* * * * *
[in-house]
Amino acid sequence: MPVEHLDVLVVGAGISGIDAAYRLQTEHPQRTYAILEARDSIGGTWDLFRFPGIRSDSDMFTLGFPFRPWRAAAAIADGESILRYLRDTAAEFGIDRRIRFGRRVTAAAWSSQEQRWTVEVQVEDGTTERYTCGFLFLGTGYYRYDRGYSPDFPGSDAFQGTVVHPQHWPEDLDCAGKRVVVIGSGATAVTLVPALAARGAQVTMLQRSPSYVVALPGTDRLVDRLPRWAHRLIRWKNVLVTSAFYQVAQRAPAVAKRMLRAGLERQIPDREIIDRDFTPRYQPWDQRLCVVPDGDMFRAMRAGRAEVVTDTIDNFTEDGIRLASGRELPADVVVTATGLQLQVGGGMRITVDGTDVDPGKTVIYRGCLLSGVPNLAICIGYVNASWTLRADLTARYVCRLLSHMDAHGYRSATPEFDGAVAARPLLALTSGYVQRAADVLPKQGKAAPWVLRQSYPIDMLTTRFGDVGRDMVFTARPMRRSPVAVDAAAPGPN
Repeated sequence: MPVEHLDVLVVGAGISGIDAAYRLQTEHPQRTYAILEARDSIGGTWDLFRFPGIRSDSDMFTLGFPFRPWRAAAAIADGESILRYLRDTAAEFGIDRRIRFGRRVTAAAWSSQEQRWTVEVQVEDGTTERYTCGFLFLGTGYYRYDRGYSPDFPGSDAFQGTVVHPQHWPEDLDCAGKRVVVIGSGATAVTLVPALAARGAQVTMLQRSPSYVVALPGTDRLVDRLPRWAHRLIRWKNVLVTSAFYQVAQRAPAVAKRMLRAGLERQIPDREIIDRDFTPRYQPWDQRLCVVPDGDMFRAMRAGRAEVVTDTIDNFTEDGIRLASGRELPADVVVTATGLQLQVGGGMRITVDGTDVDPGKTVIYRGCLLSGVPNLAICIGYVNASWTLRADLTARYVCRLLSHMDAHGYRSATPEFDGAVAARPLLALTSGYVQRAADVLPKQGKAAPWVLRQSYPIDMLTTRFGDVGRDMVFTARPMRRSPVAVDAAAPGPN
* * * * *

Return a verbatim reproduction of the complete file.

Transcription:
[in-house]
Amino acid sequence: MPVEHLDVLVVGAGISGIDAAYRLQTEHPQRTYAILEARDSIGGTWDLFRFPGIRSDSDMFTLGFPFRPWRAAAAIADGESILRYLRDTAAEFGIDRRIRFGRRVTAAAWSSQEQRWTVEVQVEDGTTERYTCGFLFLGTGYYRYDRGYSPDFPGSDAFQGTVVHPQHWPEDLDCAGKRVVVIGSGATAVTLVPALAARGAQVTMLQRSPSYVVALPGTDRLVDRLPRWAHRLIRWKNVLVTSAFYQVAQRAPAVAKRMLRAGLERQIPDREIIDRDFTPRYQPWDQRLCVVPDGDMFRAMRAGRAEVVTDTIDNFTEDGIRLASGRELPADVVVTATGLQLQVGGGMRITVDGTDVDPGKTVIYRGCLLSGVPNLAICIGYVNASWTLRADLTARYVCRLLSHMDAHGYRSATPEFDGAVAARPLLALTSGYVQRAADVLPKQGKAAPWVLRQSYPIDMLTTRFGDVGRDMVFTARPMRRSPVAVDAAAPGPN
Repeated sequence: MPVEHLDVLVVGAGISGIDAAYRLQTEHPQRTYAILEARDSIGGTWDLFRFPGIRSDSDMFTLGFPFRPWRAAAAIADGESILRYLRDTAAEFGIDRRIRFGRRVTAAAWSSQEQRWTVEVQVEDGTTERYTCGFLFLGTGYYRYDRGYSPDFPGSDAFQGTVVHPQHWPEDLDCAGKRVVVIGSGATAVTLVPALAARGAQVTMLQRSPSYVVALPGTDRLVDRLPRWAHRLIRWKNVLVTSAFYQVAQRAPAVAKRMLRAGLERQIPDREIIDRDFTPRYQPWDQRLCVVPDGDMFRAMRAGRAEVVTDTIDNFTEDGIRLASGRELPADVVVTATGLQLQVGGGMRITVDGTDVDPGKTVIYRGCLLSGVPNLAICIGYVNASWTLRADLTARYVCRLLSHMDAHGYRSATPEFDGAVAARPLLALTSGYVQRAADVLPKQGKAAPWVLRQSYPIDMLTTRFGDVGRDMVFTARPMRRSPVAVDAAAPGPN